This post originally appeared on The Pastry Box Project on August 26, 2015.
How will people remember you when you’re gone? Will they say, “she contributed a lot”, or “he was a nice man”, or “she was a helpful mentor”? Increasingly, I feel, it’s how people describe you when you’re not around that means the most.
I remember being inspired as a kid by a female photojournalist from a local newspaper who came to my class. Every time I interact with a kid these days (I don’t have any of my own, yet), I think about how their experiences send them off in different directions…like my niece going to circus camp, or a high schooler attending Girls Who Code for the summer. As little as 30 minutes of your time spent with someone could dramatically impact their future. That we can inspire the next generation fills me with hope, lifting us above election seasons, wildfires, income inequality, gun violence and rampant misogyny.
Who inspires you, and why?
This summer, I spoke at a software development conference in Amsterdam and took my own bike, making a vacation out of it (I’m a bike nerd). At the speakers’ canal cruise around Amsterdam, I became acquainted with one of the keynote speakers, Mary Shaw, from Pittsburgh, PA. We discovered nearly identical plans to ride our bikes in Belgium later in the week. Not familiar with Mary’s work at Carnegie Melon University before meeting her in person, I was floored to find out I’d spent time with a recipient of the National Medal for Science and Technology, presented by President Obama, for her research on software architecture.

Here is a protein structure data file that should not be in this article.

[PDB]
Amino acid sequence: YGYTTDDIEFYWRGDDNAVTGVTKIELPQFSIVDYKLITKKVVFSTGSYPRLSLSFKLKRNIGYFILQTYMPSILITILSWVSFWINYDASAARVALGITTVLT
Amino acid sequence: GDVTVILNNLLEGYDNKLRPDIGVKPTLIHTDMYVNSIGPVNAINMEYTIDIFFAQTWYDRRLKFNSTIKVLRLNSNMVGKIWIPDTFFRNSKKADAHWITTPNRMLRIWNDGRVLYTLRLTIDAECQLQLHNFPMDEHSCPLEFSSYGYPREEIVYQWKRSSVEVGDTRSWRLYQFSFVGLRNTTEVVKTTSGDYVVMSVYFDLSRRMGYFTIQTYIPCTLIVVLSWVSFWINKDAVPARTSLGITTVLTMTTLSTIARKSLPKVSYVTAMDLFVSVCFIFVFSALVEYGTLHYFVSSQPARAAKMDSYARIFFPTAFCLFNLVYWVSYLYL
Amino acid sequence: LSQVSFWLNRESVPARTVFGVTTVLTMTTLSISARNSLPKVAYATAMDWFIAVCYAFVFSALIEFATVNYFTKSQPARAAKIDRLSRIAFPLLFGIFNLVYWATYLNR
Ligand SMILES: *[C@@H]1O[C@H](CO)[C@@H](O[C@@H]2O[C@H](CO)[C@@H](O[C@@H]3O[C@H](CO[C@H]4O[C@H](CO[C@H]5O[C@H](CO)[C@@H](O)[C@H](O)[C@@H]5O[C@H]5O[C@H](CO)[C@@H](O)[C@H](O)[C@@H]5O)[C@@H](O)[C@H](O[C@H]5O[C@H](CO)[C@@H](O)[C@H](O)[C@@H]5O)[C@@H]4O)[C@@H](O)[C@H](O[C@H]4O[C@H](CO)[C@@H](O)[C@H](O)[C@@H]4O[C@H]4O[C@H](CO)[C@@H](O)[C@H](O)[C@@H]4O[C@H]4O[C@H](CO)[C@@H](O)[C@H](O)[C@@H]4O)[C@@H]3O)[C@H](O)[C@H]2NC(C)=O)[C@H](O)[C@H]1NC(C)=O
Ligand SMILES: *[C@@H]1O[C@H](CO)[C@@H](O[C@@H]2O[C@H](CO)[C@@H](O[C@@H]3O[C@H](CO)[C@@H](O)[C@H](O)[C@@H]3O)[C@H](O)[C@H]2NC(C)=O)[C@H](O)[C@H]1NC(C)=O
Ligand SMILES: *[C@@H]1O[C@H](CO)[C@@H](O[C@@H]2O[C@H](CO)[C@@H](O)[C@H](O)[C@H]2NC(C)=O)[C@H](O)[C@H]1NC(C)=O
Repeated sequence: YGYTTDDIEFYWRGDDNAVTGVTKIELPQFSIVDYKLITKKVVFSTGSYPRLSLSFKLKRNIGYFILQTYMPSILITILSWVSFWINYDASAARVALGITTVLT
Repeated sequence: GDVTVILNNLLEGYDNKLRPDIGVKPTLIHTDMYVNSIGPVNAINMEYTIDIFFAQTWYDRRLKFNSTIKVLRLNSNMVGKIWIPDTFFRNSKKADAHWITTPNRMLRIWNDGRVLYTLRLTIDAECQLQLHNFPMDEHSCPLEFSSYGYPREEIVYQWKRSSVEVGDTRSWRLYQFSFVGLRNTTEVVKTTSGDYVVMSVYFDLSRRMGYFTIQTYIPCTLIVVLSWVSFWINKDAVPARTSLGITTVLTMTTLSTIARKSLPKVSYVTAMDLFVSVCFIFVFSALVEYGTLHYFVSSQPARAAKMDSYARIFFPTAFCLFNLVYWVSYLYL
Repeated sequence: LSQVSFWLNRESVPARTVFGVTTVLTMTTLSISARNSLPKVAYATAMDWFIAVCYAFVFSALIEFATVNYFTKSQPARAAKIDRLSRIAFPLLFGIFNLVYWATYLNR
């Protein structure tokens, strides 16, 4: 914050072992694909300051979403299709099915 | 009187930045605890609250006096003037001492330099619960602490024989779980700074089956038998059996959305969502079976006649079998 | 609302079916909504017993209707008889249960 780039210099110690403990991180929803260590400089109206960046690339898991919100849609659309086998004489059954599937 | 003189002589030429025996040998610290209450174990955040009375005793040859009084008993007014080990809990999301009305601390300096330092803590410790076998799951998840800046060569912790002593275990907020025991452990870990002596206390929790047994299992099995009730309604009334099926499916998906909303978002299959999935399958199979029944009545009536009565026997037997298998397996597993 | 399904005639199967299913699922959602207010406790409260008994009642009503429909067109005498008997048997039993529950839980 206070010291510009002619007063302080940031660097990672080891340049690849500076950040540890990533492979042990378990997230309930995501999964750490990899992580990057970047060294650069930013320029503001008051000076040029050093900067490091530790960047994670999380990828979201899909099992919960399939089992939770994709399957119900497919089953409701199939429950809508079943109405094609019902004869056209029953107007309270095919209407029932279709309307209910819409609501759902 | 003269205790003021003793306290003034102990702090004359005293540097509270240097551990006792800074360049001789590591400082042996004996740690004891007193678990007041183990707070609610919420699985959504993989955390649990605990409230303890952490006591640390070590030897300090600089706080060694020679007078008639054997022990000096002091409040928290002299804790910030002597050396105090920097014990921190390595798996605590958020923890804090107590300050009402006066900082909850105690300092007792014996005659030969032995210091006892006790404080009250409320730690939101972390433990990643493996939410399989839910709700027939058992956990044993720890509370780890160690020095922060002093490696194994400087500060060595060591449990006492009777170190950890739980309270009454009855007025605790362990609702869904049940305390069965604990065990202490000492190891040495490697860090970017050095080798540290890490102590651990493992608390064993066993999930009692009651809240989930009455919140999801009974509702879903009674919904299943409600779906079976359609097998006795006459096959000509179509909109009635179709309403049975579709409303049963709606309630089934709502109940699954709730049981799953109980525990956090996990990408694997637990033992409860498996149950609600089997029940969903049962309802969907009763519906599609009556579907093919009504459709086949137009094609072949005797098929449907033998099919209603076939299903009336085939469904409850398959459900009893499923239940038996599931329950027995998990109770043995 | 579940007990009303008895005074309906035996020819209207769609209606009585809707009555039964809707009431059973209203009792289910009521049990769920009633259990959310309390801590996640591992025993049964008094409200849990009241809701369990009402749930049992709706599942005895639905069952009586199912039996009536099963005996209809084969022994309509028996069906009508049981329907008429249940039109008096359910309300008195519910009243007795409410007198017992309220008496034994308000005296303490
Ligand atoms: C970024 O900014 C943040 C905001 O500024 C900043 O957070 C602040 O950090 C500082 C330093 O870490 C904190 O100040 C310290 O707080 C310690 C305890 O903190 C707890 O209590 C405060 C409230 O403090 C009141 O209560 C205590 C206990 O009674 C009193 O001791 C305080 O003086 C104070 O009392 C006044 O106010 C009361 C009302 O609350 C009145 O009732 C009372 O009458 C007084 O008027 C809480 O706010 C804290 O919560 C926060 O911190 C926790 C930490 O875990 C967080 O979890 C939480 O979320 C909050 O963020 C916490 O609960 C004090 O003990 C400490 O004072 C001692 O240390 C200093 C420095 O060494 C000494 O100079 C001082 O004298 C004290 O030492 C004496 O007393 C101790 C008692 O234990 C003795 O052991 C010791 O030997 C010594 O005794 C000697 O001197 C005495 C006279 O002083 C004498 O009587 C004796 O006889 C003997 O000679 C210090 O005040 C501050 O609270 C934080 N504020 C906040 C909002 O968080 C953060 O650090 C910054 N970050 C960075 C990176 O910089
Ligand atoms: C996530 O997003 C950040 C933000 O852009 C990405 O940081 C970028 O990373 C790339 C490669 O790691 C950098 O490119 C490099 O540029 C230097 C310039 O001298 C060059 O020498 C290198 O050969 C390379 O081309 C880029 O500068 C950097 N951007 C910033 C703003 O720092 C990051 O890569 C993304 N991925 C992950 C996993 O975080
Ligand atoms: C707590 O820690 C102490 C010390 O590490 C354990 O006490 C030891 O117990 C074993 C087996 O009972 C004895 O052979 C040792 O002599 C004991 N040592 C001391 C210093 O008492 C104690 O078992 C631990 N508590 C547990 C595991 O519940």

It’s not often that I feel starstruck…but I was so honored to speak at the same conference as Mary Shaw. She even came to my talk on Accessibility in Angular! It meant a lot to have her there, no matter how I performed. The next day, I saw Mary’s keynote, Progress toward an Engineering Discipline of Software. I loved her meta look at engineering–a job title growing in popularity in software–comparing it to arch and bridge design, from craft to industry. Definitions taken from civil engineering provided a lens for comparison with engineering of software:
“Creating cost-effective solutions…to practical problems…by applying scientific knowledge…building things…in the service of mankind.”
Returning home after the trip to a new job and title, Accessibility Engineer at Adobe, I wondered how my work stacked up against those definitions. After her talk, I got to ask Mary’s take on it directly: she recalled, “building things in the service of mankind” and it was pretty clear that yes, engineering applies to accessibility.
The day after the conference, my travel partner and I sat drinking tiny cups of espresso with our bikes and backpacks on the platform at Amsterdam’s Centraal Station. And who did we happen to see? Mary Shaw and her partner, Roy, with their tandem bike packed in two suitcases, lining up for the fast train to Belgium. Despite feeling starstruck, I felt compelled to tell Mary and Roy about an experience I’d had speaking to an elementary school science class.
Make time for those coming after you; you might inspire someone.